Introducing the 2.6 Kernel
The long-awaited merge of the advanced Linux sound architecture (ALSA) began in kernel 2.5.5. ALSA has a number of improvements over open sound system (OSS), the previous sound layer. Most importantly, ALSA provides a much more robust and feature-filled API than OSS. ALSA drivers and the accompanying user-space library (alsa-lib) allow for the creation of advanced audio applications with minimal effort.
ALSA supports a large number of sound devices and provides a backward-compatible OSS interface. For users who still require or prefer OSS, however, drivers most likely will remain through 2.6.
It may be a bit irresponsible to begin looking past 2.6 before it is even released. It is interesting, however, to consider what we may see (or at least want to see) in the 2.7 development kernel. With luck, we will see the long-desired tty (terminal) layer rewrite. The tty layer has grown into a large and confusing hack.
Also high on everyone's wish list is a SCSI layer rewrite. Currently, the SCSI layer is too dumb and its drivers are too smart. It also may be possible to unify parts of the IDE and SCSI layers into a generic disk layer. Whatever the case, the SCSI layer needs a bit of cleanup.
After these items, the rest is uncertain. It is risky to make any predictions; the above are mere observations on what we need today. As always, the actual work in 2.7 will depend on the itch the developers feel like scratching.
Regardless of the future, the 2.6 kernel looks great—excellent scalability, swift desktop response, improved fairness and happily cooperating VM and VFS layers.
Robert Love is a kernel hacker who works on various projects, including the preemptive kernel and the scheduler. He is a Mathematics and Computer Science student at the University of Florida and a kernel engineer at MontaVista Software. He hates fish.
Practical Task Scheduling Deployment
July 20, 2016 12:00 pm CDT
One of the best things about the UNIX environment (aside from being stable and efficient) is the vast array of software tools available to help you do your job. Traditionally, a UNIX tool does only one thing, but does that one thing very well. For example, grep is very easy to use and can search vast amounts of data quickly. The find tool can find a particular file or files based on all kinds of criteria. It's pretty easy to string these tools together to build even more powerful tools, such as a tool that finds all of the .log files in the /home directory and searches each one for a particular entry. This erector-set mentality allows UNIX system administrators to seem to always have the right tool for the job.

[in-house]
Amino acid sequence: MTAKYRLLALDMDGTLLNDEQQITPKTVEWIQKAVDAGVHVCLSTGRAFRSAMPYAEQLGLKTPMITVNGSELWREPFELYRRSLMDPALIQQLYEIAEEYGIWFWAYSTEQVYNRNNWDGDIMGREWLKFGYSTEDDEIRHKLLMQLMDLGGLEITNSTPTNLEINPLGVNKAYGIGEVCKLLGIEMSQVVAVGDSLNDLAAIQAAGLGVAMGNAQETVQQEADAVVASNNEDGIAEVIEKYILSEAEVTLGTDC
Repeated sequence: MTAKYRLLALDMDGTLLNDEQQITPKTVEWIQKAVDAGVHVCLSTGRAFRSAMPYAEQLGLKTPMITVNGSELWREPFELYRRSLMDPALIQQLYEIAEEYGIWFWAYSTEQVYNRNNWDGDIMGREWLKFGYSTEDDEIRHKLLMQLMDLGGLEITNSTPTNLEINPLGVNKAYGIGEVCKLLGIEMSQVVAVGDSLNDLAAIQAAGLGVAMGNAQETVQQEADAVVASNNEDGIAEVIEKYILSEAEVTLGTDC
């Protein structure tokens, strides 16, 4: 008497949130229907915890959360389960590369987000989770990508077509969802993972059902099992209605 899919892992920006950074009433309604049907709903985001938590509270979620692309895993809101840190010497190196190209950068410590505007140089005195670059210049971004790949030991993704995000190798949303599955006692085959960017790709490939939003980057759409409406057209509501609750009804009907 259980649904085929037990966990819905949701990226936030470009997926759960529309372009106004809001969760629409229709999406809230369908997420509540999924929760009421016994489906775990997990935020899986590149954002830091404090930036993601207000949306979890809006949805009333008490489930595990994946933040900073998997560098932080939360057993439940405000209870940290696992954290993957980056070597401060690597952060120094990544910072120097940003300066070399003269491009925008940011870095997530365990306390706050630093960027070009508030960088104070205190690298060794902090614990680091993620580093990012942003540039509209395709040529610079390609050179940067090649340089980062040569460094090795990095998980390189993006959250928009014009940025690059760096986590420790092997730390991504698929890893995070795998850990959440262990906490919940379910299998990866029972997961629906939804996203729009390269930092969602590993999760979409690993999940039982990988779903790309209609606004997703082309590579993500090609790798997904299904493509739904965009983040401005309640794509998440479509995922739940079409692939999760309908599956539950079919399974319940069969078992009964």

Cron traditionally has been considered another such a tool for job scheduling, but is it enough? This webinar considers that very question. The first part builds on a previous Geek Guide, Beyond Cron, and briefly describes how to know when it might be time to consider upgrading your job scheduling infrastructure. The second part presents an actual planning and implementation framework.
Join Linux Journal's Mike Diehl and Pat Cameron of Help Systems.
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With all the industry talk about the benefits of Linux on Power and all the performance advantages offered by its open architecture, you may be considering a move in that direction. If you are thinking about analytics, big data and cloud computing, you would be right to evaluate Power. The idea of using commodity x86 hardware and replacing it every three years is an outdated cost model. It doesn’t consider the total cost of ownership, and it doesn’t consider the advantage of real processing power, high-availability and multithreading like a demon.
This ebook takes a look at some of the practical applications of the Linux on Power platform and ways you might bring all the performance power of this open architecture to bear for your organization. There are no smoke and mirrors here—just hard, cold, empirical evidence provided by independent sources. I also consider some innovative ways Linux on Power will be used in the future.Get the Guide